Ethicists often place a very high degree of value on explicitness and arguments from consistency, invoking basic reasons in Taylor’s sense.  A key part of Giubilini and Minerva’s argument has the following structure, for instance:

1. Persons are creatures with feature F.

2. The newborn does not have feature F.

3. Therefore the newborn is not a person.

A large part of the acrimony of the dispute seems to arise from the fact that many feel that to adopt this kind of schema fundamentally misunderstands the foundations of ethical consciousness.  For them, what is foundational is the fragility of the life of the infant, and that once that has been appropriately noticed or articulated, one should be called upon to respond.  So on this view, the answer may not be to describe those valuable features of human beings in terms that are applicable to any potential being at all, but rather to draw attention to just what it is about human being that we mean when we talk about the intrinsic dignity and value of human life.

This is something that is extremely difficult to do within the confines of analytic philosophy.  For such articulation of the phenomenology of our fundamental moral commitments, literature is far more powerful.  I’ll conclude this post with a bit from Tolstoy’s Anna Karenin, which perhaps provides some of this vision.  Levin is struck by wonder at the birth of his son:

Meanwhile, at the foot of the bed, in Lizaveta Petrovna’s skilful hands flickered the life of a human being, like the small uncertain flame of a night-light – a human being who had not existed a moment ago but who, with the same rights and importance to itself as the rest of humanity, would live and create others in its own image… Whence, wherefore had it come, and who was it? He could not understand at all, nor accustom himself to the idea. It seemed to him too much, a superabundance, to which he was unable to get used for a long time.

Of Tusks and Tuskegee: A Problem in Research Ethics

1 Mar, 12 | by Iain Brassington

Xtaldave, by his own admission, has the horn.  Well, if you’re being accurate about it, he has the tusk.  But what’s important is that he has a whopping great piece of ivory to play with.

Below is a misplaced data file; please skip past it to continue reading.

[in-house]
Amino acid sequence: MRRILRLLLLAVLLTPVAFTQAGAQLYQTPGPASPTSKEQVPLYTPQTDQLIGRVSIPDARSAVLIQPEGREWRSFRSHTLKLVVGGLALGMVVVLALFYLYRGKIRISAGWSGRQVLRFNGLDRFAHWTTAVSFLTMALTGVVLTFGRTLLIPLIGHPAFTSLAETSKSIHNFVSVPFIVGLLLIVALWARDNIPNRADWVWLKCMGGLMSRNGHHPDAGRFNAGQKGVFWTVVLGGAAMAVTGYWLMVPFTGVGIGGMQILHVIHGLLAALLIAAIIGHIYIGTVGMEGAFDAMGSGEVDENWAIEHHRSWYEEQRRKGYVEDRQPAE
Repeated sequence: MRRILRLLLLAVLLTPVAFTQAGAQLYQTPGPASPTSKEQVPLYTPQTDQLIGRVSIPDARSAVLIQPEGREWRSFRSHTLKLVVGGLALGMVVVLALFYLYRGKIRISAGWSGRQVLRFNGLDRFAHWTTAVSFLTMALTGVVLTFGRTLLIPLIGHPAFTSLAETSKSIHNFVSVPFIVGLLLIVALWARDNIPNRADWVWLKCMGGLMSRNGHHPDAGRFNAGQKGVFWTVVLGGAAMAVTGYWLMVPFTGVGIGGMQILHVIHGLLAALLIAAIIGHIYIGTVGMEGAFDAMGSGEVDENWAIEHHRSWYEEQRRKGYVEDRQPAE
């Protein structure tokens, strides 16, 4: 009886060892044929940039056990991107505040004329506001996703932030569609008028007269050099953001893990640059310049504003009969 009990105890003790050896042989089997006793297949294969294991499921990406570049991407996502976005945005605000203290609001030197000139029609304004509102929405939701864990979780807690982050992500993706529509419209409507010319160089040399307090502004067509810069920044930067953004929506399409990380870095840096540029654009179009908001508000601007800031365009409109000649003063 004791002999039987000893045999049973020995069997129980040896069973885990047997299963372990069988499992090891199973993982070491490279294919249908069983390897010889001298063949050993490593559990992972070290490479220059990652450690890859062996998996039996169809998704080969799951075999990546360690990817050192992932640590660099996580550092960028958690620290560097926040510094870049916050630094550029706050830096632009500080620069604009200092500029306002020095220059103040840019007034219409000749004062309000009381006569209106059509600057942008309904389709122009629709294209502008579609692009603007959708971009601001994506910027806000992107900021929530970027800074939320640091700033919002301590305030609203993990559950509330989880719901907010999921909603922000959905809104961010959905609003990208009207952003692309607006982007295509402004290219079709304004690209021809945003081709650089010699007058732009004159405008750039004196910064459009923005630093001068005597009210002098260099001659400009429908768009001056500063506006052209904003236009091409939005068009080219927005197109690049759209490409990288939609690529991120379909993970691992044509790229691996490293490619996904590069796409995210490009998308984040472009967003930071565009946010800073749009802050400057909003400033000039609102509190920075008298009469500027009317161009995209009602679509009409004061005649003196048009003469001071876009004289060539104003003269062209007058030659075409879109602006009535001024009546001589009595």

Dave works in the labs here in Manchester, doing clever things with chemicals and science and crystalography and that sort of thing.  The ivory has been confiscated by customs; it found its way into his lab because the dentine in a great big tooth is a useful medium on which to carry out research that may generate significant benefits.  In his words, the tusk is

an acceptable substitute for human bone in the sorts of assays that our lab does to test the effect of various substances on cells called Osteoclasts that are responsible for bone resorption (basically bone destruction).  During growth and development of the skeleton, bone is formed (by Osteoblasts) and broken down (by Osteoclasts) – it is thought that the bone disease Osteoporosis is caused by an imbalance of bone formation and destruction – i.e. too much Osteoclast activity.

If we can find a therapeutic agent that inhibits Osteoclast activity, we might be able to halt or slow the progression of Osteoporosis.  The upshot of all this is that our lab has obtained a section of Elephant horn that has been confiscated by the UKBA.  We will recycle this and use the dentine in our bone resorption assays.

Why’s this of interest here?  Well, the ivory trade is (a) illegal, and (b) deeply morally problematic.  The fact that it’s illegal means that the UK Border Agency confiscates ivory as it’s imported into the country in most cases.  (There are situations in which importation is legal, but they’re rare, and needn’t concern us here.)  And this confiscation means that the Agency ends up with a load of ivory on its hands.

One option might be to sell it; but that’s ruled out by the same considerations that make importation illegal to begin with.  Another is simply do destroy the lot.  A third is to allow labs like Dave’s to make use of it.  This is where the moral claims come in.  It would be, he says, immoral (as well as legally problematic) to sell the ivory, and

if someone has already killed the elephant and removed the Ivory, better that we use it to further medical research and perhaps save or improve some lives, than turn it into a bauble that sits on a shelf gathering dust.

Or, to put it another way: that the elephant has been killed is bad; but we can at least salvage something from the moral wreckage.

Is this correct?  Well, the structure of the argument seems to follow quite closely that which is sometimes presented in relation to the use of – for example – data derived from the morally repugnant experiments of the past.  If there is, in Stan Godlovich’s words, “demonstrably important and beneficial information gathered methodically through means completely unacceptable to us”, what should we do with it? more…